The Bureau of Labor Statistics reports that job prospects for teachers should be "good to excellent" in the years ahead. What's more, some cities are providing some fairly appealing perks to those interested in pursuing teaching careers in their school districts.
The City of New York, for example, recently announced that it would offer a $14,600 housing subsidy to qualified teachers who moved to their school districts to pursue teaching careers.
Why is there such a shortage of teachers? The BLS attributes it to the high number of teachers who are expected to retire over the next decade. There is also the need to replace those leaving the field to pursue other careers.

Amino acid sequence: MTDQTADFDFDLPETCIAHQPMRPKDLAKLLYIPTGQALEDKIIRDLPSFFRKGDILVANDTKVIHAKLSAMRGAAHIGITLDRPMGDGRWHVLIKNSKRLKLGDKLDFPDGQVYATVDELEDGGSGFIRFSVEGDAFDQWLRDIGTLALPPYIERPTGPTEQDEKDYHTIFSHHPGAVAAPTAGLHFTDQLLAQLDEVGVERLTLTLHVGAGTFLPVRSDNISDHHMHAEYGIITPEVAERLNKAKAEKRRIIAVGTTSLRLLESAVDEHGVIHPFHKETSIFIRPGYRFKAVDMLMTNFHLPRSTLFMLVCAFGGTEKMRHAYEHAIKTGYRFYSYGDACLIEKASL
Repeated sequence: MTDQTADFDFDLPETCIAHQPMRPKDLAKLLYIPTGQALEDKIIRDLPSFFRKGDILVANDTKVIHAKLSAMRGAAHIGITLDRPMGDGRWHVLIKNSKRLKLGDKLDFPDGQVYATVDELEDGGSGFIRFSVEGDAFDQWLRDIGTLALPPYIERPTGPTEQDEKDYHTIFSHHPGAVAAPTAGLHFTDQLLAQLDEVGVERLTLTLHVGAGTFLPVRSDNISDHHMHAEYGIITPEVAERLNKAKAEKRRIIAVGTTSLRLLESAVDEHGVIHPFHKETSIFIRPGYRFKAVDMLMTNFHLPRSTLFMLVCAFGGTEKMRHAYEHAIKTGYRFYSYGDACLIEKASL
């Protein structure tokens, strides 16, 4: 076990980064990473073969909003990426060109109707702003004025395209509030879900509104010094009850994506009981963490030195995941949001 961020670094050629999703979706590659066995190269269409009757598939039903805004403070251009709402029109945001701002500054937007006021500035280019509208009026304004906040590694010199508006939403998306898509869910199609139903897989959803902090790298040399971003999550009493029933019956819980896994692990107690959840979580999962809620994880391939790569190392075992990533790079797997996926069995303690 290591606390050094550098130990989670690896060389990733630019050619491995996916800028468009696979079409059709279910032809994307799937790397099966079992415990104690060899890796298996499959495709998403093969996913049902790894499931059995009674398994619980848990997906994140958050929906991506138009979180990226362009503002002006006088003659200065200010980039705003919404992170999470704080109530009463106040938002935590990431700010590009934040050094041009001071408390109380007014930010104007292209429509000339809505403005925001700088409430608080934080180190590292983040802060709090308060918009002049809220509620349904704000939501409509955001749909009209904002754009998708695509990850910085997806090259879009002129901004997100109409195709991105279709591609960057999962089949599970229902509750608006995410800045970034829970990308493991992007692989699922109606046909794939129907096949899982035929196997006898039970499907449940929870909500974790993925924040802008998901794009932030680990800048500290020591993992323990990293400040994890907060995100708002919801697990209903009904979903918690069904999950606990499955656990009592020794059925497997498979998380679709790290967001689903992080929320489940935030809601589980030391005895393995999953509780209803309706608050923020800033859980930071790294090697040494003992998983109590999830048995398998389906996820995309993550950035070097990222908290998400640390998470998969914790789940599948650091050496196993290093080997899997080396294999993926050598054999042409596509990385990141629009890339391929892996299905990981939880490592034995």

Credentials for a Teaching Career
Because of the teacher shortage, many areas are relaxing their requirements for new teachers. If you have a bachelor's degree, some school districts will allow you to begin teaching, so long as you complete your teaching credential within a specified time. It's worth noting, however, that some states still maintain higher educational requirements for teachers, such as completion of a master's teaching degree program.
Advantages of Master's Level Teaching Degrees
Some teachers choose to earn their master's degree in education even if their state doesn't require it. All things being equal, teachers with higher degrees typically earn more than their less educated colleagues. With a master's teaching degree, you can pursue higher-level jobs in education, such as school administrator or education policymaker.
More perks may be offered as baby boomer teachers begin retiring over the next 10 to 15 years. If you've always thought a teaching career would be fun and rewarding, now is the time to make it happen.